This PR campaign that we should set up a automatic bail out fund for these Wall Street bogus lenders ,(much like a FDIC fund on regulated banks ),is missing the point on whats wrong .

The issue is that Wall Street lenders (middlemen selling securities )are not lenders or banks in the traditional sense of that title ,and never should of been lenders leveraging at 30 to 40x’s while breaching underwriting duties and creating bogus loan product and ratings on MB’S’s where the fraud started . Glass Steagal were are you ? IMHO these middlemen are liable .

Comment by ecofeco
2010-04-29 18:25:56

They didn’t “confuse” anything. They knew EXACTLY what they were doing.

 
 
 
Comment by Professor Bear
2010-04-29 10:13:27

Dumb questions of the day:

1) Is the Fed’s housing market intervention during this housing bust unprecedented?

2) Is it legal?

3) Doesn’t their action to artificially prop up housing prices likely portend a period of near-zero or negative housing price appreciation over the next several decades?

Fed pledges to keep US interest rates low for ‘extended period’

By James Politi in Washington

Published: April 29 2010 03:00 | Last updated: April 29 2010 03:00

The Federal Reserve yesterday pledged to keep interest rates low for an “extended period”, even as it offered a slightly more upbeat assessment of the US economy.

Fed policymakers have been discussing the combination of tools it intends to use to tighten monetary policy, with officials divided over the timing of any asset sales from the central bank’s balance sheet.

During the financial crisis the Fed bought more than $1,000bn in mortgage-backed securities and other assets to support the financial system and the housing market - a process it hopes eventually to reverse.

But there is considerable debate over the speed at which it would manage this process, amid fears among more dovish members of the FOMC that quick sales could raise mortgage rates and thwart the recovery.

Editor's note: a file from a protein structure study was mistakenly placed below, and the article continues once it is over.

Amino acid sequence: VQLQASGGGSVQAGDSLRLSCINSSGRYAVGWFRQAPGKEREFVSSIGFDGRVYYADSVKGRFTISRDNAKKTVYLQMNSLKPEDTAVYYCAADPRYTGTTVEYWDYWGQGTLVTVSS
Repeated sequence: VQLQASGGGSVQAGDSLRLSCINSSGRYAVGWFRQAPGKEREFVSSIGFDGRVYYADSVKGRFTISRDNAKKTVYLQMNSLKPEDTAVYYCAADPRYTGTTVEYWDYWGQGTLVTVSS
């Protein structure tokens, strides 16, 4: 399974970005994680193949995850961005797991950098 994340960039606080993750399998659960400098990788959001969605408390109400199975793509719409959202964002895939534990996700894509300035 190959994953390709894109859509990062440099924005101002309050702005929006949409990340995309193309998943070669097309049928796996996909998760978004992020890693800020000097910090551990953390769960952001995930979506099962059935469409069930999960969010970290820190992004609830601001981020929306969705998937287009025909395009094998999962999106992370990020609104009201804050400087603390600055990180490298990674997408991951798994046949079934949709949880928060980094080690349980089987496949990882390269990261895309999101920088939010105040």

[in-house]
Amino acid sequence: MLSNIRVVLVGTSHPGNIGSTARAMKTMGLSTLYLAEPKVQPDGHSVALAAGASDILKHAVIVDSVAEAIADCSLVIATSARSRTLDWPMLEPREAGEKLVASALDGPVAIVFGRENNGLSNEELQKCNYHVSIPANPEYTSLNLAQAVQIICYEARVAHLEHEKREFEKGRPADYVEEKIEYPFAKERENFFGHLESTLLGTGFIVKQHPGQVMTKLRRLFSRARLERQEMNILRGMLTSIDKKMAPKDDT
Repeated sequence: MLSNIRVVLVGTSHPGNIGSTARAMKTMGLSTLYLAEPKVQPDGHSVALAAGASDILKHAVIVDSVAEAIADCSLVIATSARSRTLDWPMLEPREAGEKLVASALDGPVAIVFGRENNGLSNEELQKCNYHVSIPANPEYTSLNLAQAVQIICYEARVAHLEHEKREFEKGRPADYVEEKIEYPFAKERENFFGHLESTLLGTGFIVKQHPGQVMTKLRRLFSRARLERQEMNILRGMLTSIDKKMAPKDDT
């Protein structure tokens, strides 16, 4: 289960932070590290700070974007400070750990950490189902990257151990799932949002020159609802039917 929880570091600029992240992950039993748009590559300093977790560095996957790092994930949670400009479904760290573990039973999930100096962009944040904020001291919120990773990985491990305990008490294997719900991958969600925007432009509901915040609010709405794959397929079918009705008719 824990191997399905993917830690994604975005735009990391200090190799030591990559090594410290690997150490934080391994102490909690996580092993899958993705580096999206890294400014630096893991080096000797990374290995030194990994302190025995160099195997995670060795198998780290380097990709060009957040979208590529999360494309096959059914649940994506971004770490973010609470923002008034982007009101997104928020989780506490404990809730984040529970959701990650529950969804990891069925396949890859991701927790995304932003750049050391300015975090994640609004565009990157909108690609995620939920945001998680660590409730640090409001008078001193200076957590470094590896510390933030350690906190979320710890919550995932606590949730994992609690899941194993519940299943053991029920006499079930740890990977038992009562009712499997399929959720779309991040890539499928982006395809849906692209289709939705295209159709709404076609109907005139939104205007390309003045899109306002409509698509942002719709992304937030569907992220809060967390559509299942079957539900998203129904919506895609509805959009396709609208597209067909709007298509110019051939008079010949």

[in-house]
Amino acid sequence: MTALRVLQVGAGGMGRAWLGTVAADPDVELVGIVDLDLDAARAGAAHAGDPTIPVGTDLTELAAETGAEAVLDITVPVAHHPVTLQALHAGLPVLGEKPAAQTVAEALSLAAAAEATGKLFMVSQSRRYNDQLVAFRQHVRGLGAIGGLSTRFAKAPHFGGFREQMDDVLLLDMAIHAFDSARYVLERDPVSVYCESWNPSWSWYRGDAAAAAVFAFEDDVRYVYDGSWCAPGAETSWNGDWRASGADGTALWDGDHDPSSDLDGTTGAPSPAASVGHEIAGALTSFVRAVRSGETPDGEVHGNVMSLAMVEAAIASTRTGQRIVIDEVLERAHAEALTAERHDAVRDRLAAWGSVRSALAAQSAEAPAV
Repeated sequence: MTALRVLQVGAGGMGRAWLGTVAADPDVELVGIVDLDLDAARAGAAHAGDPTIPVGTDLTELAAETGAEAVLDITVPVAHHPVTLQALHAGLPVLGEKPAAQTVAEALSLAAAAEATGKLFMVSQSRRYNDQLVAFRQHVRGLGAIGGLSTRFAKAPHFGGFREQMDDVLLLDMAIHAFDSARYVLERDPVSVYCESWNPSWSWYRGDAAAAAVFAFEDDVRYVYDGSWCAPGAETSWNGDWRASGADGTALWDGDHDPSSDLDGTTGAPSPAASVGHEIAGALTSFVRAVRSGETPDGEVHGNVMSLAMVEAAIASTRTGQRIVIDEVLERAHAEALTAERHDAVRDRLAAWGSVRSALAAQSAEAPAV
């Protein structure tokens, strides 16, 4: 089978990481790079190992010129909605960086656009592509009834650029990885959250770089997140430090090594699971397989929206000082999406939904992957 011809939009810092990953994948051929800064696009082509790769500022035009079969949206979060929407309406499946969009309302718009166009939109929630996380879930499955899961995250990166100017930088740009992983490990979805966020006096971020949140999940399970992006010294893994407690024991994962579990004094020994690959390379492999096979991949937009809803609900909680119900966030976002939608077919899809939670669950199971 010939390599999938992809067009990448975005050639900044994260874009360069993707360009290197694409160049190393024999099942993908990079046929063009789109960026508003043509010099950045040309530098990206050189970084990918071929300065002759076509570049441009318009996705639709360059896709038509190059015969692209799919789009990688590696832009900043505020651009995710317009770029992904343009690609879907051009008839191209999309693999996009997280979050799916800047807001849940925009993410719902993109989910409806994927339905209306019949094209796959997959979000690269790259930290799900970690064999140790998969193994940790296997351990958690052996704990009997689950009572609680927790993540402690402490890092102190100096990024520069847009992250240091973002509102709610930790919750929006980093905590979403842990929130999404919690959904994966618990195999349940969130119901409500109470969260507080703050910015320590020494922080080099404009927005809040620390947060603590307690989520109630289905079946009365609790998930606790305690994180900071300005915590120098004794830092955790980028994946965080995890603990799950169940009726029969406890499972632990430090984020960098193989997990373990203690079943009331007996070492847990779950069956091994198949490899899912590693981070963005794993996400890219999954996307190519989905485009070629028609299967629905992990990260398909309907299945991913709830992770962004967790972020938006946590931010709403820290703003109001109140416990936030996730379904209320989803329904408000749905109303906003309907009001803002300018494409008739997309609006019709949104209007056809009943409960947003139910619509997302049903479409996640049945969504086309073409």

The FOMC yesterday would only say it would “continue to monitor the economic outlook and financial developments and will employ its policy tools as necessary to promote economic recovery and price stability” - the same phrase it used in March.

 
Comment by Housing Wizard
2010-04-29 10:13:50

I still don’t get it . The Cheerleaders for GS say that fraud is a misrepresentation of material fact ,and GS and their elk didn’t misrepresent any material fact . What I don’t get is that the basic MBS’s were misrepresented as in AAA ratings on junk based on the information that was provided to the bought off Rating Agencies .It’s also clear that Wall Street Investment firms were riding off the prior good reputation of the Secondary market that had a low default rate based on prudent underwriting and different models . Can Wall Street make a change in models ,like Toyota made a change in brake systems ,and not be liable for a faulty risk analysis that allowed for them to get funds they weren’t entitled to get based on the faulty rating on risk?